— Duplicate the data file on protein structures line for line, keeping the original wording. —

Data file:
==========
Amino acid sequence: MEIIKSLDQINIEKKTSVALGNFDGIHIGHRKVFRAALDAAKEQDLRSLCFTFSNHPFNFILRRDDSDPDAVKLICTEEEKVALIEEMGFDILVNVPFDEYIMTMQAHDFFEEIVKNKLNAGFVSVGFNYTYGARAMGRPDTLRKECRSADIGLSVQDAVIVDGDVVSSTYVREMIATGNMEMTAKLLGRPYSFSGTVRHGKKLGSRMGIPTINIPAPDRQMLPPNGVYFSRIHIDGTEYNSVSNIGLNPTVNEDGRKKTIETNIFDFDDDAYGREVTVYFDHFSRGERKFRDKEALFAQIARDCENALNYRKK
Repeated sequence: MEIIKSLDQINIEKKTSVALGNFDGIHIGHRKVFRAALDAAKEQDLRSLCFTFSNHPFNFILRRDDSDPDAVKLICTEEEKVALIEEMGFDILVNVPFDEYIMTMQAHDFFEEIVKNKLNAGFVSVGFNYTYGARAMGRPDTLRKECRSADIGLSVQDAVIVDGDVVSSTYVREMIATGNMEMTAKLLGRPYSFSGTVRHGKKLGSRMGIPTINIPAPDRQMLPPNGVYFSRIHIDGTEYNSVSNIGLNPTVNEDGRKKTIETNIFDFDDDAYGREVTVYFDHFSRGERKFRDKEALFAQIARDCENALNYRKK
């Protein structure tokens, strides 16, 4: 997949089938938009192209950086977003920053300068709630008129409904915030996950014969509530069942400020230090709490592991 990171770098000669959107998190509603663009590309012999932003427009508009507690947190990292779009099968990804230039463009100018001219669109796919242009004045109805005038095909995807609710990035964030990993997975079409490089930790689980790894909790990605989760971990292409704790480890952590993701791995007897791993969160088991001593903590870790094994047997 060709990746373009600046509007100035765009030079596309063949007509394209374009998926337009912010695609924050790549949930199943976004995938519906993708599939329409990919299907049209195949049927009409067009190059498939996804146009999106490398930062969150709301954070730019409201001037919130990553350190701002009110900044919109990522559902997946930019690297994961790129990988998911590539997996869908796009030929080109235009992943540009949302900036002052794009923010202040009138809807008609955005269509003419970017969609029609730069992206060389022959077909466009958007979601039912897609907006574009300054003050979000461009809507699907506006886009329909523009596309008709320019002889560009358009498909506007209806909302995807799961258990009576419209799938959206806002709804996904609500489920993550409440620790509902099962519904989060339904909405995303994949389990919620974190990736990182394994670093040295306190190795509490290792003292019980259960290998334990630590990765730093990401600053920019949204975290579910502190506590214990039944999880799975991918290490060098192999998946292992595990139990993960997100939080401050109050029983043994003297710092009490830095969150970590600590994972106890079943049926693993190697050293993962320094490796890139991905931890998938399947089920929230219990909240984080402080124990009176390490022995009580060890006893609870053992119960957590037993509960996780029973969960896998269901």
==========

Amino acid sequence: MEIIKSLDQINIEKKTSVALGNFDGIHIGHRKVFRAALDAAKEQDLRSLCFTFSNHPFNFILRRDDSDPDAVKLICTEEEKVALIEEMGFDILVNVPFDEYIMTMQAHDFFEEIVKNKLNAGFVSVGFNYTYGARAMGRPDTLRKECRSADIGLSVQDAVIVDGDVVSSTYVREMIATGNMEMTAKLLGRPYSFSGTVRHGKKLGSRMGIPTINIPAPDRQMLPPNGVYFSRIHIDGTEYNSVSNIGLNPTVNEDGRKKTIETNIFDFDDDAYGREVTVYFDHFSRGERKFRDKEALFAQIARDCENALNYRKK
Repeated sequence: MEIIKSLDQINIEKKTSVALGNFDGIHIGHRKVFRAALDAAKEQDLRSLCFTFSNHPFNFILRRDDSDPDAVKLICTEEEKVALIEEMGFDILVNVPFDEYIMTMQAHDFFEEIVKNKLNAGFVSVGFNYTYGARAMGRPDTLRKECRSADIGLSVQDAVIVDGDVVSSTYVREMIATGNMEMTAKLLGRPYSFSGTVRHGKKLGSRMGIPTINIPAPDRQMLPPNGVYFSRIHIDGTEYNSVSNIGLNPTVNEDGRKKTIETNIFDFDDDAYGREVTVYFDHFSRGERKFRDKEALFAQIARDCENALNYRKK
């Protein structure tokens, strides 16, 4: 997949089938938009192209950086977003920053300068709630008129409904915030996950014969509530069942400020230090709490592991 990171770098000669959107998190509603663009590309012999932003427009508009507690947190990292779009099968990804230039463009100018001219669109796919242009004045109805005038095909995807609710990035964030990993997975079409490089930790689980790894909790990605989760971990292409704790480890952590993701791995007897791993969160088991001593903590870790094994047997 060709990746373009600046509007100035765009030079596309063949007509394209374009998926337009912010695609924050790549949930199943976004995938519906993708599939329409990919299907049209195949049927009409067009190059498939996804146009999106490398930062969150709301954070730019409201001037919130990553350190701002009110900044919109990522559902997946930019690297994961790129990988998911590539997996869908796009030929080109235009992943540009949302900036002052794009923010202040009138809807008609955005269509003419970017969609029609730069992206060389022959077909466009958007979601039912897609907006574009300054003050979000461009809507699907506006886009329909523009596309008709320019002889560009358009498909506007209806909302995807799961258990009576419209799938959206806002709804996904609500489920993550409440620790509902099962519904989060339904909405995303994949389990919620974190990736990182394994670093040295306190190795509490290792003292019980259960290998334990630590990765730093990401600053920019949204975290579910502190506590214990039944999880799975991918290490060098192999998946292992595990139990993960997100939080401050109050029983043994003297710092009490830095969150970590600590994972106890079943049926693993190697050293993962320094490796890139991905931890998938399947089920929230219990909240984080402080124990009176390490022995009580060890006893609870053992119960957590037993509960996780029973969960896998269901």